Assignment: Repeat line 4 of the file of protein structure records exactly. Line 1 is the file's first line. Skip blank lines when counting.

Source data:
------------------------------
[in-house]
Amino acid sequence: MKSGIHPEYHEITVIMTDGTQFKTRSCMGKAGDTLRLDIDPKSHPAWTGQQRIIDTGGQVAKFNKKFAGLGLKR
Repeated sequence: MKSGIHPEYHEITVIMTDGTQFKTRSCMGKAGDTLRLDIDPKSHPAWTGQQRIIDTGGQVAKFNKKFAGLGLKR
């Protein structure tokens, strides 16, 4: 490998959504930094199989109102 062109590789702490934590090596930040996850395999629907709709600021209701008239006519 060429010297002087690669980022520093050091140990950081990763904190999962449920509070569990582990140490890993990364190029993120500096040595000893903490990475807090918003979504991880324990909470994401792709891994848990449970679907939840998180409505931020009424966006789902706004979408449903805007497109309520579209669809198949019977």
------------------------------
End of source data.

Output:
């Protein structure tokens, strides 16, 4: 490998959504930094199989109102 062109590789702490934590090596930040996850395999629907709709600021209701008239006519 060429010297002087690669980022520093050091140990950081990763904190999962449920509070569990582990140490890993990364190029993120500096040595000893903490990475807090918003979504991880324990909470994401792709891994848990449970679907939840998180409505931020009424966006789902706004979408449903805007497109309520579209669809198949019977």